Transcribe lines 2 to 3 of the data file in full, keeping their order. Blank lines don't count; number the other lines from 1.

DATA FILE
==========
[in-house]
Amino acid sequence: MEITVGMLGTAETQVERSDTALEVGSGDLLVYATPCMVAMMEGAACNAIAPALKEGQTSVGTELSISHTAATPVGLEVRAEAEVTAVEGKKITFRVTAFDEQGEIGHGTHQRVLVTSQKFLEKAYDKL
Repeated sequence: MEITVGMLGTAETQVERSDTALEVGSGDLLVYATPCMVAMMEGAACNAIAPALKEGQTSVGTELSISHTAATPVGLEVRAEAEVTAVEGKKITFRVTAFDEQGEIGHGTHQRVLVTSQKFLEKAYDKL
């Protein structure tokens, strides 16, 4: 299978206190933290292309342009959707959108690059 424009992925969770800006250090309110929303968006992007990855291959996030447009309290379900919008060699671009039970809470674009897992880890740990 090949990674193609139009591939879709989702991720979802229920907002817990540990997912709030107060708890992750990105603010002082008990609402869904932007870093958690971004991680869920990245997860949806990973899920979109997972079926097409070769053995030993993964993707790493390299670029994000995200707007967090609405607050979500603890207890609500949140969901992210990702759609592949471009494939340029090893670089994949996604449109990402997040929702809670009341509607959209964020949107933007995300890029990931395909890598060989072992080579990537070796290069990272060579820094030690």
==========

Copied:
Amino acid sequence: MEITVGMLGTAETQVERSDTALEVGSGDLLVYATPCMVAMMEGAACNAIAPALKEGQTSVGTELSISHTAATPVGLEVRAEAEVTAVEGKKITFRVTAFDEQGEIGHGTHQRVLVTSQKFLEKAYDKL
Repeated sequence: MEITVGMLGTAETQVERSDTALEVGSGDLLVYATPCMVAMMEGAACNAIAPALKEGQTSVGTELSISHTAATPVGLEVRAEAEVTAVEGKKITFRVTAFDEQGEIGHGTHQRVLVTSQKFLEKAYDKL